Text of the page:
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How To Personalize Your iPhone From The Inside Out

How To Personalize Your iPhone From The Inside Out

I’ve been an iPhone user since I was able to get my hands on one, which wasn’t easy as a Canadian. I had to go to eBay and grab an iPhone second-hand. Then I had to jailbreak it. In essence, I made my first ever iPhone as personalized as possible … because I had no other choice!

Now that iPhones are widely available, I have plenty of choices. And those choices aren’t just related to apps or carriers. There are many ways you can personalize your iPhone from the inside outand that’s how you can make the device a real pleasure for you to use every single day.

The Right Case

One thing you can do that requires virtually no knowledge of the iPhone’s innards is to get a case that says “you” and wrap it in that. To be honest, I’ve got one case that does that for me, and it doesn’t really seem like a case at all, which is actually one of the reasons I like it so much.

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It’s made by WoodChuck, a company that makes far more than iPhone cases (and they do custom work). I have a Green Lantern case (pictured) for both my iPad and iPhone, and being able to look at the GL logo every day really resonates with me, and the case is top quality.

WoodChuck represents American-made products in an industry over-populated by overseas manufacturing. Their products are 100% sustainable and customizable, so beyond being incredibly personal, they’ve got a great company culture to match: these things are important to me. See if you can find a case that resonates that well with you.

Device-Specific Uses

I’ve got a myriad of devices, and I want to make sure I use each of them with intent. One of the ways that I’ve chosen to make my iPhone as personalized as possible is by using it for certain things and not using it for others.

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For example, I don’t read on my iPhone. I don’t have any RSS reader applications installed on it, and I don’t have iBooks installed on it. That’s what my iPad is for. By removing the reading applications from my iPhone, I’ve freed up one particular area that I know it is not intended for. And that can really help me in terms of being more efficient and effective in my use of the ones that it is for.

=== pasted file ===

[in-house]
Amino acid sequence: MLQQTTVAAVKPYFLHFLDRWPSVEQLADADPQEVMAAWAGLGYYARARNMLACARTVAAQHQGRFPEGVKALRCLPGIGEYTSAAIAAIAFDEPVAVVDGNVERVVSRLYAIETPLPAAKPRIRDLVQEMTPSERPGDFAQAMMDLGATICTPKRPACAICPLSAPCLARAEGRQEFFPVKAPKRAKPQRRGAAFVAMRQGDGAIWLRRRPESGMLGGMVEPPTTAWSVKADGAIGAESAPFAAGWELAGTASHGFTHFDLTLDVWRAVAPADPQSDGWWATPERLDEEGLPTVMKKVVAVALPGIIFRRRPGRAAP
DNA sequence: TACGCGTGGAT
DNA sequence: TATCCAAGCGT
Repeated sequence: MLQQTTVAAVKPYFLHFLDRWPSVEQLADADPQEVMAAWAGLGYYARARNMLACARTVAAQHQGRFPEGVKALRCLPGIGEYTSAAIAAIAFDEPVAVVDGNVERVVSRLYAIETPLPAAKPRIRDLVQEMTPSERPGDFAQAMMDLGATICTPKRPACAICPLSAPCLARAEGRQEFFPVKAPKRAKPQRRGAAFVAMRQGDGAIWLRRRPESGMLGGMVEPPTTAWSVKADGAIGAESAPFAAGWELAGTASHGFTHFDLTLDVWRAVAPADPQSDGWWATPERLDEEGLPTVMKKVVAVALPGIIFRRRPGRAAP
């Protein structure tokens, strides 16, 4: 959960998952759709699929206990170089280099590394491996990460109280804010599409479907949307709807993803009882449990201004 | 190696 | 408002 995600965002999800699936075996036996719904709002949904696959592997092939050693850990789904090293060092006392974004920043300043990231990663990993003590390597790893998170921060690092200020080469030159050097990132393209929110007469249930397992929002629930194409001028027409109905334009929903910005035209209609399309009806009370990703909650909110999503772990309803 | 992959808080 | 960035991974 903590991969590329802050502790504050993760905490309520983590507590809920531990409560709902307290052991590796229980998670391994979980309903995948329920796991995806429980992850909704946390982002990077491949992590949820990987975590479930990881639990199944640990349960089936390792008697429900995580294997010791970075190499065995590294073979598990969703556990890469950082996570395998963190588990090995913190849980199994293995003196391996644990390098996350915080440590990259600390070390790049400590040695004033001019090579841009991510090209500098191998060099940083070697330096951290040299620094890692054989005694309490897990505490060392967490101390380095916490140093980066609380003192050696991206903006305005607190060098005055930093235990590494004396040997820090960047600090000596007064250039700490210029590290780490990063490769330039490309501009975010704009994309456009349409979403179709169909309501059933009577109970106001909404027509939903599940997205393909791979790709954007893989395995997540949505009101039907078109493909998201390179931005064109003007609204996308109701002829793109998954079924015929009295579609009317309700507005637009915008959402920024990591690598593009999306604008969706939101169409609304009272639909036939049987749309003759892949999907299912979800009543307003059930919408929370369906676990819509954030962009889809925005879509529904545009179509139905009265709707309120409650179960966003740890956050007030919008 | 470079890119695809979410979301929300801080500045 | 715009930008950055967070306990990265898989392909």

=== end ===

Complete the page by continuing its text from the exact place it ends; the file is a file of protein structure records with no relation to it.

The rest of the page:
So, take a look at what you have installed on your iPhone and decide if it’s really what needs to be on there. You may find there are some applications that you’re just not using because the device just isn’t designed for that purposeat least not in the way that you use it.

Launching Apps

Having a bunch of apps installed all over the place is one thing, but having an app that allows you to quickly access the apps you use most often (and keep your screens as clutter-free as possible in the process) is another. That’s when apps like Drafts and Launch Center Pro come into play.

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I use Drafts as my ultimate inbox. Everything that I input into my iPhone goes through Drafts, be it tasks, tweets, or ideas for posts like this one. Then from within Drafts I can decide where those things should actually be. Tasks go to OmniFocus or Asana, tweets go to Tweetbot, and ideas for posts either go straight to Byword or sit in Evernote. But I always know where the starting point is: Drafts.

I’ve also personalized all of the destinations within that app. I use Launch Center Pro in many cases when I know where things are going to go immediately. I use a setup very similar to Michael Schechter’sa setup that works very well for me. Using Launch Center Pro allows me to make choices with my iPhone that are designed and maintained by me. And using these apps also allow me to keep my screens and folders in far better shape, which is the shape I like to keep things in.

Screens and Folders

Any of you who have read about the iPhone since it came out have probably seen articles that show off users’ home screens. With the arrival of iOS 7, you can now put more apps in folders, finally bury Newsstand inside of a folder, and really decide how you want to map out your iPhone so that it works more cohesively for you. I’ve gone as far as to keep the bottom row on my home screen “app free” because of the amount of real estate I’ve got to work with now.

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When it comes to screens and folders, the possibilities are endless. And that means personalization is just as endless. We can’t do much about changes to operating systems or updates to our favourite apps. But now, more than ever, we are able to make our iPhones uniquely ours. And we can do that from the inside out.

So what have you done—or are going to do—to make your iPhone as personalized as possible? Let me know in the comments below.

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Mike Vardy